>ased on what the White House knew
o far, "this probably isn't a firing
Several congressional Republicans
locally disagreed, and foes of the En-
rgy Department in both parties were
omplaining that the consultant con-
ract was typical of an agency they say
s a fortress of wasteful spending.
"Spending tax dollars to investigate
fnd evaluate reporters and media cov-
rage, complete with charts and graphs,
s completely inappropriate and the
noney should be paid back to the fed-
raftreasury as soon as possible," Sen.
Richard H. Bryan (D-Nev.) said in a
LAs CALL AT O'SULLVAN'S
Good Time Charley's has purchased neighboring O'Sullivan's and plans to expand into the Irish pub's old location.
Good Tme CharleyS buys Iish pub
By Megan Schimpf
Daily Staff Reporter
The face of South University Avenue
will change in *the upcoming weeks as
Good Time Charley's expands to take
over the space once owned by
O'Sullivan's Eatery and Pub.
"Things are always changing," said
Good Time Charley's owner Rick Buhr.
"We think we'll be able to make a
positive influence on the space and the
GoodTime Charley's, located at 1140
S. University Ave., purchased
O'Sullivan's, at 1122 S. University
Ave., on Nov. 1. Buhr said they have
not made final plans yet for the space.
White paper now covers the win-
dows at the former Irish pub, along with
a sign reading, "O'Sullivan's is tempo-
rarily closed for reorganization."
James O'Sullivan, the former owner
of the Irish restaurant and bar, was not
available for comment last night.
Buhr said O'Sullivan's will remain
intact for only a limited period of time.
"O'Sullivan's will be open football
weekends as O'Sullivan's and then
O'Sullivan's will close," he said.
Buhr said many people already know
about the sale. "I think most people had
a positive response," he said.
O'Sullivan's had a reputation as a
small pub where regular customers
could mingle with each other. Last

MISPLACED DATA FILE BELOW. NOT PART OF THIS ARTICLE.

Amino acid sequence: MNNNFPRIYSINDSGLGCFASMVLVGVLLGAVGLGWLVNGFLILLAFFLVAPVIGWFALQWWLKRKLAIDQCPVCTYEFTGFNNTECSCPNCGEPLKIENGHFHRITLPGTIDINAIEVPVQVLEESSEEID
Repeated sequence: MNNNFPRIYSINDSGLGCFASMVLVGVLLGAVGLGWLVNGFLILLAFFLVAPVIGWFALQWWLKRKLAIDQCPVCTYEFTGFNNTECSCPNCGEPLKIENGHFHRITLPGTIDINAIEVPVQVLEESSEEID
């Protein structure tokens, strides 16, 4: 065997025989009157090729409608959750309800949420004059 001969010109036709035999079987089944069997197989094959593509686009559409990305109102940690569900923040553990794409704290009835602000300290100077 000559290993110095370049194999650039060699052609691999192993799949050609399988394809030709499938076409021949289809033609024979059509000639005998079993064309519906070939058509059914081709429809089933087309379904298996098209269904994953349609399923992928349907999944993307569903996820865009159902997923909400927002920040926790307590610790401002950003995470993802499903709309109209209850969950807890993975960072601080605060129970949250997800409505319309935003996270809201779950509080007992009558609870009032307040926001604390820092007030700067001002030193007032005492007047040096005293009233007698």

March, Randy Demankowski, general
pub to "Cheers."
"People come in here because it's a
meeting place for people who haven't
see each other in a long time,"
One of the most common St. Patrick's
Day traditions for students was to line
up early in the morning in front of
O'Sullivan's, which served classic Irish
foods and beers in addition to the fes-
tive green beer. Buhr said Good Time
Charley's will not continue the holiday
tradition as O'Sullivan's did.
"That was their thing," Buhr said.
"We can't duplicate it."
Aside from St. Patrick's Day, though,
many students choose other bars.
"That's a place where you go with a
group, you sit with that group and you
stay with that group," said LSA senior
Ericka Laufenberg. "It's not as much a
sociable place. You're more able to
mingle and talk to people at other places.
"It's a very calm atmosphere. That's
why I never went there."
Although Buhr said Good Time
Charley's has no final plans for the
space, Good Time Charley's employee
Jose Rivie said yesterday that the res-
taurant plans to knock down the wall
and reopen in a couple of weeks.
Buhr said Good Time Charley's was
excited to have the space. The
restaurant's kitchen is in the basement.
"That's a very difficult way to serve
food," Buhr said. "This gives us the
opportunity to move the kitchen to the
same floor where we serve the food."
The sale just about doubles the size
ofGood Time Charley's, which opened
in 1979. Buhr estimated that Good
Time Charley's currently occupies
about 3,600 square feet, while
O'Sullivan's had 3,200.
The Washington Post
WASHINGTON - President
Clinton yesterday ordered officials to
begin preparing to shut down parts of
the government next Tuesday as a defi-
ant Congress worked late into the night
to finish work on two short-term bills to
keep the government running that
Clinton has vowed to veto.
Clinton opposes both bills - one to
fund the government and one to raise
the government's borrowing limit -
because of a number of provisions Re-
publicans added to them, including
measures that would abolish the Com-
merce Department, impose higher
Medicare premiums on the elderly and
restrict lobbying by organizations that
receive federal grants.
The new fiscal year began Oct. 1, but
Congress is still struggling to complete
work on all the new spending bills. The
President and Congress signed a short-
term spending measure to keep the gov-
ernment operating that will expire mid-
night Monday, and the Treasury is likely
to bump up against the $4.9 trillion debt
ceiling by midweek.